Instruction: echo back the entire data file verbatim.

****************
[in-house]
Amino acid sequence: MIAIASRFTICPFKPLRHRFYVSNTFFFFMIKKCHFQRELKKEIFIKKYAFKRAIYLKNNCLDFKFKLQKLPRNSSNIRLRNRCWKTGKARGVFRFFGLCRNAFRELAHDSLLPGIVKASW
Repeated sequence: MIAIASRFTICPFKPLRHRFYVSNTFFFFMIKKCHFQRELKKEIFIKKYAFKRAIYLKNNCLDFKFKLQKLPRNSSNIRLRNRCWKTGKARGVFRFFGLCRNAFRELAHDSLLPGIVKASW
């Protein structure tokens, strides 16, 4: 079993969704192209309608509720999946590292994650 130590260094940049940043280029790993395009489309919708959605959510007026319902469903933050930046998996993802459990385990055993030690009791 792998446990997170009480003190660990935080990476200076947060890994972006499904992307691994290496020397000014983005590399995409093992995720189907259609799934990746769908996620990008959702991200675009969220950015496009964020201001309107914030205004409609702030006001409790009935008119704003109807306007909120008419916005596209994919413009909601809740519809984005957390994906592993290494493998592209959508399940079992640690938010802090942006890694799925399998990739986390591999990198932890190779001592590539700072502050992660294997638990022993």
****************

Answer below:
[in-house]
Amino acid sequence: MIAIASRFTICPFKPLRHRFYVSNTFFFFMIKKCHFQRELKKEIFIKKYAFKRAIYLKNNCLDFKFKLQKLPRNSSNIRLRNRCWKTGKARGVFRFFGLCRNAFRELAHDSLLPGIVKASW
Repeated sequence: MIAIASRFTICPFKPLRHRFYVSNTFFFFMIKKCHFQRELKKEIFIKKYAFKRAIYLKNNCLDFKFKLQKLPRNSSNIRLRNRCWKTGKARGVFRFFGLCRNAFRELAHDSLLPGIVKASW
């Protein structure tokens, strides 16, 4: 079993969704192209309608509720999946590292994650 130590260094940049940043280029790993395009489309919708959605959510007026319902469903933050930046998996993802459990385990055993030690009791 792998446990997170009480003190660990935080990476200076947060890994972006499904992307691994290496020397000014983005590399995409093992995720189907259609799934990746769908996620990008959702991200675009969220950015496009964020201001309107914030205004409609702030006001409790009935008119704003109807306007909120008419916005596209994919413009909601809740519809984005957390994906592993290494493998592209959508399940079992640690938010802090942006890694799925399998990739986390591999990198932890190779001592590539700072502050992660294997638990022993």